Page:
TEKTELIC’s FINCH is a compact, mobile, wireless BLE panic button that transmits an emergency signal from any location. FINCH is ideal for lone workers, seniors, and children to signal for help in an emergency situation. When triggered, this device instantly sends an SOS message containing location details to designated support staff or security personnel to ensure a rapid response in the event of a panic situation.
This device combines the long-range communication capabilities of LoRaWAN® with the universal availability and reliability of Bluetooth Low Energy (BLE) to provide real-time location information. FINCH is seamlessly integrated with TEKTELIC’s end-to-end IoT solution.
The corporate workforce has grown more mobile and has quickly adopted an “anytime, anyplace” work ethic. As a result of the unpredictable flow of employees and guests, office space may be unused for lengthy periods or be overbooked. For firms, properly using and arranging available space has become a logistical headache. That is why it is critically important to have an IoT device for occupancy monitoring and space management.
It is possible to record and publish environmental indicators for data analysis in real-time by deploying an ecosystem of devices and gateways equipped with LoRaWAN® networks over an area. They are identifying concerns before they become disasters. LoRaWAN®-based IoT solutions for the environment help safeguard populations from environmental threats, enabling air quality monitoring to radiation leak detection.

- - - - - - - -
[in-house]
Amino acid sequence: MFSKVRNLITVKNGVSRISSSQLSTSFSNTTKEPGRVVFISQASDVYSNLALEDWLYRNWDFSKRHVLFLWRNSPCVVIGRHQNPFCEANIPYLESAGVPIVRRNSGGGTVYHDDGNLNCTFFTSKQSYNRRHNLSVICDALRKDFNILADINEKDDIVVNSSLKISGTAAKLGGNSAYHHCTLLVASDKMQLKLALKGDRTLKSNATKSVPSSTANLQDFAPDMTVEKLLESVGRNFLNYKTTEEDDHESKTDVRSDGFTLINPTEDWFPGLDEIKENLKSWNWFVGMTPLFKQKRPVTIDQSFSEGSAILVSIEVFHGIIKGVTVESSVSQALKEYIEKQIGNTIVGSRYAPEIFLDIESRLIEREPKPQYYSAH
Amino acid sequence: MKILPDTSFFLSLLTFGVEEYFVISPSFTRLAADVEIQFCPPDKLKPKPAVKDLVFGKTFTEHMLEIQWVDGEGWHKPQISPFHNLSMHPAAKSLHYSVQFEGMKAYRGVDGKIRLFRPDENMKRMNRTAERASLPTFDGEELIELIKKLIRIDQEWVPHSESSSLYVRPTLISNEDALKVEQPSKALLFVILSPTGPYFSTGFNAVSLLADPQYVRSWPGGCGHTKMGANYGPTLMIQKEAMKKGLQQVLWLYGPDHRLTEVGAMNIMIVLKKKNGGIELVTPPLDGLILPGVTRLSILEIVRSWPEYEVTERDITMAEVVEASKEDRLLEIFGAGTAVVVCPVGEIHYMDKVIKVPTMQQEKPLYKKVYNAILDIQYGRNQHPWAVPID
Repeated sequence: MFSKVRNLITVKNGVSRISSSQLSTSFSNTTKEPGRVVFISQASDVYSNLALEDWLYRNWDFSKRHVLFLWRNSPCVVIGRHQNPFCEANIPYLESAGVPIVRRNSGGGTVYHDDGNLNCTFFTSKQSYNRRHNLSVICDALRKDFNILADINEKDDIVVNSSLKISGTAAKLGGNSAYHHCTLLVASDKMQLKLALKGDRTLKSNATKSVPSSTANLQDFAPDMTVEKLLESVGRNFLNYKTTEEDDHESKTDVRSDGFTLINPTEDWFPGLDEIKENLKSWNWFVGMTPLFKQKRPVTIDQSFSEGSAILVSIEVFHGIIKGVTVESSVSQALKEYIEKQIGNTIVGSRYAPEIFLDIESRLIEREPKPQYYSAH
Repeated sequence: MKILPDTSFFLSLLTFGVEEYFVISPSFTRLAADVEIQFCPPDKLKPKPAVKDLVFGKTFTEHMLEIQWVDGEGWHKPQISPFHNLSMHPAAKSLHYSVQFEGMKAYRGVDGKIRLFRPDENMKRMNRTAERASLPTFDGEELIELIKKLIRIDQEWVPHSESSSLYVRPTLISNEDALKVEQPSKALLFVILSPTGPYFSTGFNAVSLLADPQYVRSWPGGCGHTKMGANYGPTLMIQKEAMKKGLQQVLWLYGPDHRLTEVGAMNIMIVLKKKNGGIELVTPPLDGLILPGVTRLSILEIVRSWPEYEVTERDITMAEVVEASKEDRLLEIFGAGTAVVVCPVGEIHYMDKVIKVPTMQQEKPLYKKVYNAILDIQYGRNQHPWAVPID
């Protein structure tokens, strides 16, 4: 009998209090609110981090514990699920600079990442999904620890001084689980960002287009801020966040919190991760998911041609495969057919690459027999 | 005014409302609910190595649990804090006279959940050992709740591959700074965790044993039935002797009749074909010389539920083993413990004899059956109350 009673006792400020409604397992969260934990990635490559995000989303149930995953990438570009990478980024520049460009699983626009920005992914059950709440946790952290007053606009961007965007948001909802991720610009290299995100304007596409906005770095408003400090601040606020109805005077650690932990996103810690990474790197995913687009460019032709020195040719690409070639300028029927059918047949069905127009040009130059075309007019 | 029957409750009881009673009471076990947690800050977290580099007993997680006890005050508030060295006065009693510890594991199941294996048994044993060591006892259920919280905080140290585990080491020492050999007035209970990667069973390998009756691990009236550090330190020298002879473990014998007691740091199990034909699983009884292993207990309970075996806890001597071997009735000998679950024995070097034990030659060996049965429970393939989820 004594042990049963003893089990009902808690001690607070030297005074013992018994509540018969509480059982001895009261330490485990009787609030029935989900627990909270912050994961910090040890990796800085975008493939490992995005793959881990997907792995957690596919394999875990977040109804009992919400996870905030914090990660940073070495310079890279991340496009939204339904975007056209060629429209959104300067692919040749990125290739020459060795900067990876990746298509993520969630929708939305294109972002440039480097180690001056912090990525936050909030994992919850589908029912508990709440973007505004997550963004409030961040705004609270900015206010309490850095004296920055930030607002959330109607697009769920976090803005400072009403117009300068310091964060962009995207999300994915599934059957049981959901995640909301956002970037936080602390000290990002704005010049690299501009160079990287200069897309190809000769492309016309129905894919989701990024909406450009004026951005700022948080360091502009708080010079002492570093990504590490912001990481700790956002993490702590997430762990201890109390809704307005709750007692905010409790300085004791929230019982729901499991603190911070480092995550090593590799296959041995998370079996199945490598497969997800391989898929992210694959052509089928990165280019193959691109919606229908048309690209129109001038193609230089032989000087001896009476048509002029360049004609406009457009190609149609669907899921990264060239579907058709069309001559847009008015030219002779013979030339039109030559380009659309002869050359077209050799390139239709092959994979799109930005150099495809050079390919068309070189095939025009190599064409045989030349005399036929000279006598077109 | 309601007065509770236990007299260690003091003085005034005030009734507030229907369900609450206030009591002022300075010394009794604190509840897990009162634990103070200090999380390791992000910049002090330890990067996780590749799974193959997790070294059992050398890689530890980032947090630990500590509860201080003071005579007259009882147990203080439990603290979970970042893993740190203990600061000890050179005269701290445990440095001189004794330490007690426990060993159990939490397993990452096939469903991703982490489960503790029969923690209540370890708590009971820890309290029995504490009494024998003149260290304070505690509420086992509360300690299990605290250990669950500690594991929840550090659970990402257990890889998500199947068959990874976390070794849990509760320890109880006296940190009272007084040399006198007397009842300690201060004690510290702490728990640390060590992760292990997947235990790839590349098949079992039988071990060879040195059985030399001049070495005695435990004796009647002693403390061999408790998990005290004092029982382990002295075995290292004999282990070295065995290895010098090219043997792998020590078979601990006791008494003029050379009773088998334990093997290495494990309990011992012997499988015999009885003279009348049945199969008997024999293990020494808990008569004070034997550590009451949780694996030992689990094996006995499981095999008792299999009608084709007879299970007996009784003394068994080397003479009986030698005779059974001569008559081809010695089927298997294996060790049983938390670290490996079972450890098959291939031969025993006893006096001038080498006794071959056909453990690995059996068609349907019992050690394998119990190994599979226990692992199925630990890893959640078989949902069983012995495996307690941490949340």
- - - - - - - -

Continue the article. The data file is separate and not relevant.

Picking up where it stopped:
The concept of using IoT for smart Agriculture practices is taking flight as farmers now can easily visualize, analyze and make more informed decisions regarding their crops, livestock, equipment, infrastructure, environment, and all other components they are required to continuously monitor and manage for increased yields and improved efficiencies. TEKTELIC, in turn, can offer you CLOVER. It has a compact size and determines many parameters that give an understanding of the environmental aspects. It is the ideal IoT solution to streamline and simplify the collection of key metrics for crops, residential and commercial lawns, gardens, and golf courses. This IoT sensor can be deployed to collect data about sunlight exposure, which can be used to make better decisions about crop placement and help determine if solar integration is a viable option for the farm.
The LoRaWAN® Network Architecture
Rather than having each end device in an almost constantly on state, the end devices in the LoRaWAN® network interact directly with gateways and are only ON when they need to communicate with the gateway since the content is not a concern. A LoRa radio has a few characteristics that enable it to attain adequate long-range power and low cost. Some of these characteristics include the following: modulation technique, frequency, adaptive data rate, and adaptive power level.
LoRa radios employ spectrum modulation technology to produce a significantly increased communication range while preserving characteristics of low consumption of power comparable to FSK modulation physical layer radios. While used widely in military and space communications for quite some time, LoRa is the first low-cost commercial implementation of the method.
While LoRa technology is frequency agnostic, LoRa radios communicate via unlicensed sub-GHz radio frequency bands that are widely accessible throughout the world. These frequencies fluctuate from area to region and, in many cases, from country to country.
The most common LoRa frequencies are:
- 923 MHz in the United States
- 868 MHz in Europe